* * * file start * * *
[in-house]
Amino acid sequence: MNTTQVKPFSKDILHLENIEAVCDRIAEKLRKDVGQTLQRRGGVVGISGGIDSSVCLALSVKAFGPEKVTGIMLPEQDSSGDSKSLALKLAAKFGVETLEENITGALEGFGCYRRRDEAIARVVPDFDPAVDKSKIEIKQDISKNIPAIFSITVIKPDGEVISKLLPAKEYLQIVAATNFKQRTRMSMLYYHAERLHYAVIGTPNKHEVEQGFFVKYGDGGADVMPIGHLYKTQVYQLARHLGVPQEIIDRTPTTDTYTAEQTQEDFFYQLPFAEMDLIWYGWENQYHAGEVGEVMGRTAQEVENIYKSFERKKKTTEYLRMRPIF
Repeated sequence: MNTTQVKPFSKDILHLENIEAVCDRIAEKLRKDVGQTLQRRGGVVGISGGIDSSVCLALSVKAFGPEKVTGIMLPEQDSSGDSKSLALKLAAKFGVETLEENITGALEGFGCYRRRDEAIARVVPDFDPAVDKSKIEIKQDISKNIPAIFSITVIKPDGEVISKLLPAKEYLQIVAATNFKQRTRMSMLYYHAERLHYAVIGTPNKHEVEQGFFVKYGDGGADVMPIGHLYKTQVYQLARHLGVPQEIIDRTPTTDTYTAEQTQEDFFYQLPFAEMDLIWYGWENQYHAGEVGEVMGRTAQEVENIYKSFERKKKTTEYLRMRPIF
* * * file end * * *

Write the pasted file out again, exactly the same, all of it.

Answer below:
[in-house]
Amino acid sequence: MNTTQVKPFSKDILHLENIEAVCDRIAEKLRKDVGQTLQRRGGVVGISGGIDSSVCLALSVKAFGPEKVTGIMLPEQDSSGDSKSLALKLAAKFGVETLEENITGALEGFGCYRRRDEAIARVVPDFDPAVDKSKIEIKQDISKNIPAIFSITVIKPDGEVISKLLPAKEYLQIVAATNFKQRTRMSMLYYHAERLHYAVIGTPNKHEVEQGFFVKYGDGGADVMPIGHLYKTQVYQLARHLGVPQEIIDRTPTTDTYTAEQTQEDFFYQLPFAEMDLIWYGWENQYHAGEVGEVMGRTAQEVENIYKSFERKKKTTEYLRMRPIF
Repeated sequence: MNTTQVKPFSKDILHLENIEAVCDRIAEKLRKDVGQTLQRRGGVVGISGGIDSSVCLALSVKAFGPEKVTGIMLPEQDSSGDSKSLALKLAAKFGVETLEENITGALEGFGCYRRRDEAIARVVPDFDPAVDKSKIEIKQDISKNIPAIFSITVIKPDGEVISKLLPAKEYLQIVAATNFKQRTRMSMLYYHAERLHYAVIGTPNKHEVEQGFFVKYGDGGADVMPIGHLYKTQVYQLARHLGVPQEIIDRTPTTDTYTAEQTQEDFFYQLPFAEMDLIWYGWENQYHAGEVGEVMGRTAQEVENIYKSFERKKKTTEYLRMRPIF